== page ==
‘I brought my baby’s remains home in hand luggage and put them in the freezer’
A mother has told how she brought her baby’s remains home in her hand luggage and keep them in her freezer after being forced to fly to Britain for an abortion .
Amy Callahan made the heartbreaking decision to terminate her pregnancy after discovering her unborn daughter had a fatal condition.
Amy, 35, and her partner Conor Upton were told at their 12 week scan that the foetus had anencephaly, a rare condition that prevents the normal development of the brain.
It meant the baby, their second child, would most likely die in the womb or live for just a matter of minutes after birth.
In their home of Ireland, abortions are permitted only when the mother’s life is in danger.
So the couple were faced with either waiting until their baby’s heart stopped beating or travelling to Britain for an abortion, as more than 3,000 Irish women do each year.
Amy said: "I know that birth is not easy on a baby and the head is such an important part.
"I started to think about what would be the kindest thing that we could do and I didn’t think it was a pregnancy we were going to continue."
Amy and her husband, who are also parents to son Finn, told few people about that trip nearly a year ago.
But with a vote on whether to liberalise Ireland’s abortion regime due on May 25, she and scores of other women are sharing their stories on both sides of the issue on social media, at campaign launches and through media interviews.
Amy recalled her grief and exhaustion in the two weeks ahead of their appointment at the clinic in Liverpool.
She wondered how she would have explained things to her son, then one-and-a-half, had she carried the baby to full term, and how she would have responded to friends and colleagues when they asked about the progress of her pregnancy and when she was due.
"It felt like we were abandoned by this country," she said. "We weren’t looked after here, we weren’t received with compassion at such a difficult time."
The referendum will mark almost a year to the day that the couple returned to Dublin on May 23 with the remains of their daughter, who they had named Nico, in their hand luggage.
Conor told Sky News : "That was probably the lowest point. We had to pass Nico’s remains through the X-ray machine and walk through security.
"And Amy turned to me and said what if they ask us to open the box? And I just said they won’t, they know. But I didn’t know at the time."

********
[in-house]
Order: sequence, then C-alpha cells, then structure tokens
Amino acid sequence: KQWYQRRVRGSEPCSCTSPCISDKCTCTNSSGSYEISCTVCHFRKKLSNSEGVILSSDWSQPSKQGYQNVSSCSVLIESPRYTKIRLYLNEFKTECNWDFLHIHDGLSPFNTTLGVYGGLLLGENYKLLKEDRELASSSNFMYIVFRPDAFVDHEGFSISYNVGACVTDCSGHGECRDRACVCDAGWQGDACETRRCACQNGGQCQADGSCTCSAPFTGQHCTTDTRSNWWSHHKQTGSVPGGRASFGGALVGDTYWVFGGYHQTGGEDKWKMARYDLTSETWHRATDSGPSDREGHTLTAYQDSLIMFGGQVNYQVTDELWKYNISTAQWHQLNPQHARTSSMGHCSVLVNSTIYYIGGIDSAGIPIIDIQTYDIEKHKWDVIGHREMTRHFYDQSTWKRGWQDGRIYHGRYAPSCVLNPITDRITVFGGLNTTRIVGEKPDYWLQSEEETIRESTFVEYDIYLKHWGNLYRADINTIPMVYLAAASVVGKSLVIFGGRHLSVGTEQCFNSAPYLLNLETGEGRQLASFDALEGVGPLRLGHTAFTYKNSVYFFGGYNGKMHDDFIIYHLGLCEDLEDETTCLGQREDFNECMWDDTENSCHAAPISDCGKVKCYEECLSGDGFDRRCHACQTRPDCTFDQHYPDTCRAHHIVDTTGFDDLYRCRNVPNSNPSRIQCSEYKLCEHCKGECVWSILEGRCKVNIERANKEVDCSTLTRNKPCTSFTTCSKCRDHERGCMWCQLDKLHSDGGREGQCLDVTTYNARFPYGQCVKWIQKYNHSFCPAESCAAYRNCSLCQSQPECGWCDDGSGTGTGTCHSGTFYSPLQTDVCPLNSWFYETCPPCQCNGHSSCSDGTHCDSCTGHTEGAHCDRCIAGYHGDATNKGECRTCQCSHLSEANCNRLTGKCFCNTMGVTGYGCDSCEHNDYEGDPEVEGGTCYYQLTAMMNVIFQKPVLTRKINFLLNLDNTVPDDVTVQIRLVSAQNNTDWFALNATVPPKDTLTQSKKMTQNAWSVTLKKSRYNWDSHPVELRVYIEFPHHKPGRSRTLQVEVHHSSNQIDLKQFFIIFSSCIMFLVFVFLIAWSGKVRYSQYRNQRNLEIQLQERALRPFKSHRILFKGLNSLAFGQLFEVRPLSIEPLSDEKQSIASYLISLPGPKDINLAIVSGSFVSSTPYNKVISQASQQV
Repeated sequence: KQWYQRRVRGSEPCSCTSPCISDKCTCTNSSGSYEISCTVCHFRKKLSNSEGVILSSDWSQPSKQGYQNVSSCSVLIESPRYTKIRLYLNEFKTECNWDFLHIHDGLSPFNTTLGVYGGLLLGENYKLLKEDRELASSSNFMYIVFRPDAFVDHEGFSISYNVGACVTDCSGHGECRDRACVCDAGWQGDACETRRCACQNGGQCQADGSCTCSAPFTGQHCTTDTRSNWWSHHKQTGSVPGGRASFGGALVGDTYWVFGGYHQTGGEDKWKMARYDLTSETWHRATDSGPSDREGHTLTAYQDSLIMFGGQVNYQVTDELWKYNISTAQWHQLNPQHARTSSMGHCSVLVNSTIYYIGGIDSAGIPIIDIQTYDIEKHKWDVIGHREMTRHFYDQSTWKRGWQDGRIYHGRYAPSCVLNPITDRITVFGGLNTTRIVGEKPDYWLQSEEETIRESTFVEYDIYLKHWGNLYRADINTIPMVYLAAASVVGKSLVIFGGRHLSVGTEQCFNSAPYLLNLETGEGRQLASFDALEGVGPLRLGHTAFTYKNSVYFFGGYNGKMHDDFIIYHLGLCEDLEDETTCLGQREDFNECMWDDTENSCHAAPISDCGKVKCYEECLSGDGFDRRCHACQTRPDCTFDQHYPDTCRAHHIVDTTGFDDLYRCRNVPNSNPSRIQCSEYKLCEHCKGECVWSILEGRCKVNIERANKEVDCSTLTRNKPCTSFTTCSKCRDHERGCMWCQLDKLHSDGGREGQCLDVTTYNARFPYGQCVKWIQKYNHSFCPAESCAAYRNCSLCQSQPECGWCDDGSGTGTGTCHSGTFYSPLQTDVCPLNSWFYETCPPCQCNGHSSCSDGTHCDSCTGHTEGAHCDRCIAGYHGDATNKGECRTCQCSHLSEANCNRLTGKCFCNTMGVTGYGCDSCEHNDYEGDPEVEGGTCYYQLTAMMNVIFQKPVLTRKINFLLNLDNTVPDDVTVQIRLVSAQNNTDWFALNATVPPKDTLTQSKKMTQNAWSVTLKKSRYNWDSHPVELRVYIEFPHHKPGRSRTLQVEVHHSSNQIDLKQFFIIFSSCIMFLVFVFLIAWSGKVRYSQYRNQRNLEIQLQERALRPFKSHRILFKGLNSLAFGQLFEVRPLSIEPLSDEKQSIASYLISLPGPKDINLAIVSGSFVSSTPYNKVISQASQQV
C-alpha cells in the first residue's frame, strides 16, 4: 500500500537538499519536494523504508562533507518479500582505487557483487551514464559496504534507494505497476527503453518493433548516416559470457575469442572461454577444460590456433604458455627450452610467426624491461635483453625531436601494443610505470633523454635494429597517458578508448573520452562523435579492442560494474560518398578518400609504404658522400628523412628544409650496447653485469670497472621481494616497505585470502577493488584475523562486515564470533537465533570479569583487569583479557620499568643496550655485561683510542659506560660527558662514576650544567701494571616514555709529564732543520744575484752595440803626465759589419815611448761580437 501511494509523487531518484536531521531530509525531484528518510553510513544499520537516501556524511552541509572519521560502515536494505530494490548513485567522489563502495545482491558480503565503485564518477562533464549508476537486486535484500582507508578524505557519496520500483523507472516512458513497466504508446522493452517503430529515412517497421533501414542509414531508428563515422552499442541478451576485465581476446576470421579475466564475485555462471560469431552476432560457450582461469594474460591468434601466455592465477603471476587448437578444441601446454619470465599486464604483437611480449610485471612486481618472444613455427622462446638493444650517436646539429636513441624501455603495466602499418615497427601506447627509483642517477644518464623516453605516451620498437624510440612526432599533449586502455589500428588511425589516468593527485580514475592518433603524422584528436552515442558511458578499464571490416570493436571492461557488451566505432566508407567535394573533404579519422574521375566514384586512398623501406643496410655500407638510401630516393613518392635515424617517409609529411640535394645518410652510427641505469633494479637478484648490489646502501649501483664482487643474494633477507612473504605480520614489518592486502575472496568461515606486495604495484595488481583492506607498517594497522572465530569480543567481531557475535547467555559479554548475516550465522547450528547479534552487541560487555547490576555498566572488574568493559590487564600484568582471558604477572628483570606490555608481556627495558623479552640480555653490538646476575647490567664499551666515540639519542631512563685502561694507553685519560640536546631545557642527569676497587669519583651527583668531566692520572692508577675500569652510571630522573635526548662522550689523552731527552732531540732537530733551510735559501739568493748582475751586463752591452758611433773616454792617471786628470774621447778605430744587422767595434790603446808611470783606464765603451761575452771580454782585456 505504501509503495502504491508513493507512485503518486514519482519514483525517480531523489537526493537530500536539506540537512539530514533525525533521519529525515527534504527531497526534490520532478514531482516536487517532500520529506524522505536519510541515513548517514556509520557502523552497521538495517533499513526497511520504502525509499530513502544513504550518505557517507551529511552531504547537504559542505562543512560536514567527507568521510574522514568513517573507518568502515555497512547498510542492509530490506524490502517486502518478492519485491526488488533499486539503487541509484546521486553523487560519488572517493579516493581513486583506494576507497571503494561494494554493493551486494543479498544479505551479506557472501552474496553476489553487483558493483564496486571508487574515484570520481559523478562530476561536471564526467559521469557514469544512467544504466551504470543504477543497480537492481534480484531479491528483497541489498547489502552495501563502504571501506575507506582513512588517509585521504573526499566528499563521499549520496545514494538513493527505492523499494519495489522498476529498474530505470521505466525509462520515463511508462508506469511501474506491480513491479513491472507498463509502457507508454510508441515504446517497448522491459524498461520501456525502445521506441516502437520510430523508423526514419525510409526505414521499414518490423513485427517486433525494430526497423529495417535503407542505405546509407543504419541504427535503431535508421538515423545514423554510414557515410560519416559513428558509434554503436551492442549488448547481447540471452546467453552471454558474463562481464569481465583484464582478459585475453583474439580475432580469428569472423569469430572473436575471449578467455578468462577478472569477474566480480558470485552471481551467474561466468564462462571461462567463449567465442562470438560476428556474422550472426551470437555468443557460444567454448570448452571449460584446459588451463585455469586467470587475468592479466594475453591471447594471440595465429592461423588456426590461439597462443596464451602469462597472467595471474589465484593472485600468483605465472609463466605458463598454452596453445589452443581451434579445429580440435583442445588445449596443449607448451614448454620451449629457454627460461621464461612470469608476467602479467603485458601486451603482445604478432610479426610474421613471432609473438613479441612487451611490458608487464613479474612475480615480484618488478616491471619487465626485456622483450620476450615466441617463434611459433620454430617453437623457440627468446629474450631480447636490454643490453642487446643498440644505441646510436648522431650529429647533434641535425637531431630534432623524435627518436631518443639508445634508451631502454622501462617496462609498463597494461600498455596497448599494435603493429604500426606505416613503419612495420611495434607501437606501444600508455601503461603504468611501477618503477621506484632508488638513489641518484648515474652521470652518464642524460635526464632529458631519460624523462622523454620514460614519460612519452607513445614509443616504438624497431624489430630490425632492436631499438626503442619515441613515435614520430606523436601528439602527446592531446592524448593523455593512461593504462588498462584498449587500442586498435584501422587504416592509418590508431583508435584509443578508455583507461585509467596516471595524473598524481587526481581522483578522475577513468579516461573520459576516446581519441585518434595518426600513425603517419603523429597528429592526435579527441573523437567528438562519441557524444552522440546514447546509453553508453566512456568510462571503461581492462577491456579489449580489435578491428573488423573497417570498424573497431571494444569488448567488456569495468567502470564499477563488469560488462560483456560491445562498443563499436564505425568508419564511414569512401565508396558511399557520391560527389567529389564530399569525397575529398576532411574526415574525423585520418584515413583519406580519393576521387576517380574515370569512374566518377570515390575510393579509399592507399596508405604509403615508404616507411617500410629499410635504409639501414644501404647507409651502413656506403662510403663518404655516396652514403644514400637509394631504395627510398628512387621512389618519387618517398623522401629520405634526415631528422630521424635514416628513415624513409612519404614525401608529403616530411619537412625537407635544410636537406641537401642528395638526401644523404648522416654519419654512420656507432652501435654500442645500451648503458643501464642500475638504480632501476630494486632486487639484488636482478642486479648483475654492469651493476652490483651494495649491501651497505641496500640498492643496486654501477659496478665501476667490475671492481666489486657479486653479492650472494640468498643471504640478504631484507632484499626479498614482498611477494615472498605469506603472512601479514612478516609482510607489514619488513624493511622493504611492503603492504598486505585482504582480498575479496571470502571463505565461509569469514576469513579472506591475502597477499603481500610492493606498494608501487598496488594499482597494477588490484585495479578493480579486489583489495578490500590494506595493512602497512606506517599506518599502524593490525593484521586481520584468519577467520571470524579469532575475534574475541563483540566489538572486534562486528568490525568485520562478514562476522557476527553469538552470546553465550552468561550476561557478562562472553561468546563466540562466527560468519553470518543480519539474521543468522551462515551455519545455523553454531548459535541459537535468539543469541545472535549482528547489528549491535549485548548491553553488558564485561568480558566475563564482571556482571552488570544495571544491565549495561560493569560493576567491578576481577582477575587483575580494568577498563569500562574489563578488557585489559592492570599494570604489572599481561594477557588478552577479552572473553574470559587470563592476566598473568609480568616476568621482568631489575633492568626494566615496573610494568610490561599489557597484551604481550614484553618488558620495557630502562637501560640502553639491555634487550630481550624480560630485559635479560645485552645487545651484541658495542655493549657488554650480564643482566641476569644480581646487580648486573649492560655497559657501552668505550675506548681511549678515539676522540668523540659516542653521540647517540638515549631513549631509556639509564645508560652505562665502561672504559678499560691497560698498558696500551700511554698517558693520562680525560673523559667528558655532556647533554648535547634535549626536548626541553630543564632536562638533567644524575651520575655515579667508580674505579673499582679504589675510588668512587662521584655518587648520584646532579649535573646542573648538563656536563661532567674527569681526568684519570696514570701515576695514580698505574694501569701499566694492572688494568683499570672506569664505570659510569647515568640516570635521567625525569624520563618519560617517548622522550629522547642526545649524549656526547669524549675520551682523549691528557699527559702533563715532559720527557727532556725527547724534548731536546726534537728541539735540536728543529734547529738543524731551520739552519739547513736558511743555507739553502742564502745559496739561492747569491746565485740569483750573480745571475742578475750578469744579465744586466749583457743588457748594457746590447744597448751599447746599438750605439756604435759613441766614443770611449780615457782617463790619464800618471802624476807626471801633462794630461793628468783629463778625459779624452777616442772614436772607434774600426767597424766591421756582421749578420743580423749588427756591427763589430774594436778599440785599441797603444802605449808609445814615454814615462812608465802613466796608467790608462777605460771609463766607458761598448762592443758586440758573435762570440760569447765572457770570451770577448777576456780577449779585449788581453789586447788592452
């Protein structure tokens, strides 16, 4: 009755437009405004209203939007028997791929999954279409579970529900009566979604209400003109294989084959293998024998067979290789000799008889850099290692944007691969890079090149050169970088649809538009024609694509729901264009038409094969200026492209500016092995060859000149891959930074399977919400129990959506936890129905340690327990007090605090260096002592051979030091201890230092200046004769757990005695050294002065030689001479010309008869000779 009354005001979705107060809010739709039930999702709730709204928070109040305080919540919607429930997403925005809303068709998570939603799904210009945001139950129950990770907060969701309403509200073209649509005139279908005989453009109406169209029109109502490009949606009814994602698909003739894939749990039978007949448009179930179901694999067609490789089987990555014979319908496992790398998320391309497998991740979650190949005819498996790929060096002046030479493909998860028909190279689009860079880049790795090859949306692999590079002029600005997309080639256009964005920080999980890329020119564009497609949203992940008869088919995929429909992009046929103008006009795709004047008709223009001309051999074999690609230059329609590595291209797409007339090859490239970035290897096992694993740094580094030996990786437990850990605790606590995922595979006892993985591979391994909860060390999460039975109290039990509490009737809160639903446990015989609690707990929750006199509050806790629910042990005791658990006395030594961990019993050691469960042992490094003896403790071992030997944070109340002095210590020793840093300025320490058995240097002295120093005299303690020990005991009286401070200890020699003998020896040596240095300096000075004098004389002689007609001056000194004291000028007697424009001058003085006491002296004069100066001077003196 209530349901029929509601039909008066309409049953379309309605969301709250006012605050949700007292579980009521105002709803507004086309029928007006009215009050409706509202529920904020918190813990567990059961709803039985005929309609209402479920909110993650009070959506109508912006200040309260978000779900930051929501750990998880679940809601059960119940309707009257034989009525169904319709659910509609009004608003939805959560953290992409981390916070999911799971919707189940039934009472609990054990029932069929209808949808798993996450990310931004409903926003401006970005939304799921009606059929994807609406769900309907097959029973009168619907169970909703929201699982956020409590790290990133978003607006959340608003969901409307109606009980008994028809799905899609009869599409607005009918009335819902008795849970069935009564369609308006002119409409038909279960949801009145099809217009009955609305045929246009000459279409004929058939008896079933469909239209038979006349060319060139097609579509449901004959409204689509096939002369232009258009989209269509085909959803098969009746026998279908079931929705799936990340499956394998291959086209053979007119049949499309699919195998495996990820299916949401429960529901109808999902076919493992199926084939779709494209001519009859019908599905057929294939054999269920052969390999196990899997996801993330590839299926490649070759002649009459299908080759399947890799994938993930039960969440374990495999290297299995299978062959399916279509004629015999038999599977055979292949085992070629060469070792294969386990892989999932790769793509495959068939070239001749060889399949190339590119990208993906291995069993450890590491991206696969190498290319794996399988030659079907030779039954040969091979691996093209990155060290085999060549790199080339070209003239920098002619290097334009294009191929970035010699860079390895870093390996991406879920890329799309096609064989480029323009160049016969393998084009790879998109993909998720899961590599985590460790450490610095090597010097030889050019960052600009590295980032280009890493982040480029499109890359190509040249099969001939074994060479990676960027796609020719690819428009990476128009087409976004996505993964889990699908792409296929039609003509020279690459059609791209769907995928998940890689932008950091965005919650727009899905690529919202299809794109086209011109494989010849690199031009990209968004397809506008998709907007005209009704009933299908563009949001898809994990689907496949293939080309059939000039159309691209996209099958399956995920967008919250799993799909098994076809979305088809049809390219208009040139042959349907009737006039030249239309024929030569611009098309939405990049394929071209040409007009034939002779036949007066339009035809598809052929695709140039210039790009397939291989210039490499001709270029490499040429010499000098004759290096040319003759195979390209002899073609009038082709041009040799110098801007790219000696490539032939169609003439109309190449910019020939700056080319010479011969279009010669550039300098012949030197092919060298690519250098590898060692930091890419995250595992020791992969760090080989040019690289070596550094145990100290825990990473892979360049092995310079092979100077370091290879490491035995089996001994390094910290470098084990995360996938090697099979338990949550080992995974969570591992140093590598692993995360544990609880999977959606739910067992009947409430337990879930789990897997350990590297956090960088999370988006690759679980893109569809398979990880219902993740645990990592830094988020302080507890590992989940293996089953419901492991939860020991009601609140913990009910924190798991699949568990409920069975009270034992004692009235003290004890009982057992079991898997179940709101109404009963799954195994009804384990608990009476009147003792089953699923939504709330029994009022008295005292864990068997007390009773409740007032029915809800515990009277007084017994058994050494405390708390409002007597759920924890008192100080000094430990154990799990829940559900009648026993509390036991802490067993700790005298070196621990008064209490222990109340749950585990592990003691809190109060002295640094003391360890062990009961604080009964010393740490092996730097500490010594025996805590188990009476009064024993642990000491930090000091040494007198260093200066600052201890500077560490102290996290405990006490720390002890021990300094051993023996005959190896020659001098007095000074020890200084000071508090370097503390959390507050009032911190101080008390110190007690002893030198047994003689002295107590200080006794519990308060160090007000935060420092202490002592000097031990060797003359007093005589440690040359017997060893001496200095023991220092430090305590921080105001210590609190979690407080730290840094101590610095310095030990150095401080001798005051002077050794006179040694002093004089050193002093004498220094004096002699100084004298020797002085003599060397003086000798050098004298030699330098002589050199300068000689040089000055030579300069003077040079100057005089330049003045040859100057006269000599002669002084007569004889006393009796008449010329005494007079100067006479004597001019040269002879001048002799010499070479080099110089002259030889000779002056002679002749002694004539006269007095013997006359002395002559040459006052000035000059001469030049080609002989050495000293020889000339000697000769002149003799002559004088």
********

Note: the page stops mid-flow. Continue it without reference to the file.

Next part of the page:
Returning home to Dublin, the couple were then faced with another harrowing decision.
Amy added: "So we got home and I suppose again it was one of those situations where there is no guidance from anyone, no one told us what you do when you get back.
"We knew enough to ring the hospital here about my mental health and my physical health but we had Nico’s remains and so we put Nico’s remains in our freezer."
"The worst thing has already happened to us," she added. "Whether this referendum passes or not, it’s not the worst thing for us, it’s about the worst thing for the next person and it needs to be changed."
Some women who are against the change have talked about how much they valued the short time they had with babies who had little or no chance of survival.
Vicky Wall, a 41-year-old anti-abortion activist campaigning in the southern rural market town of Nenagh, told Reuters her doctor brought up the option of abortion when her unborn baby was diagnosed with Edwards’ syndrome, a genetic disorder.
"What the doctor actually said was ‘you can pop to England’, which was horrific," she said. She carried the baby to full term, instead.
"My baby was born at 32 weeks, then she died. I got to take her home, spend time with her," she said.
The referendum – which would repeal a 1983 amendment to the constitution – is the first opportunity in 35 years to overhaul one of the world’s strictest abortion regimes in the once deeply Catholic country. A complete ban was lifted only five years ago.
Polls show those in favour of change with a strong lead but one in five are still undecided.
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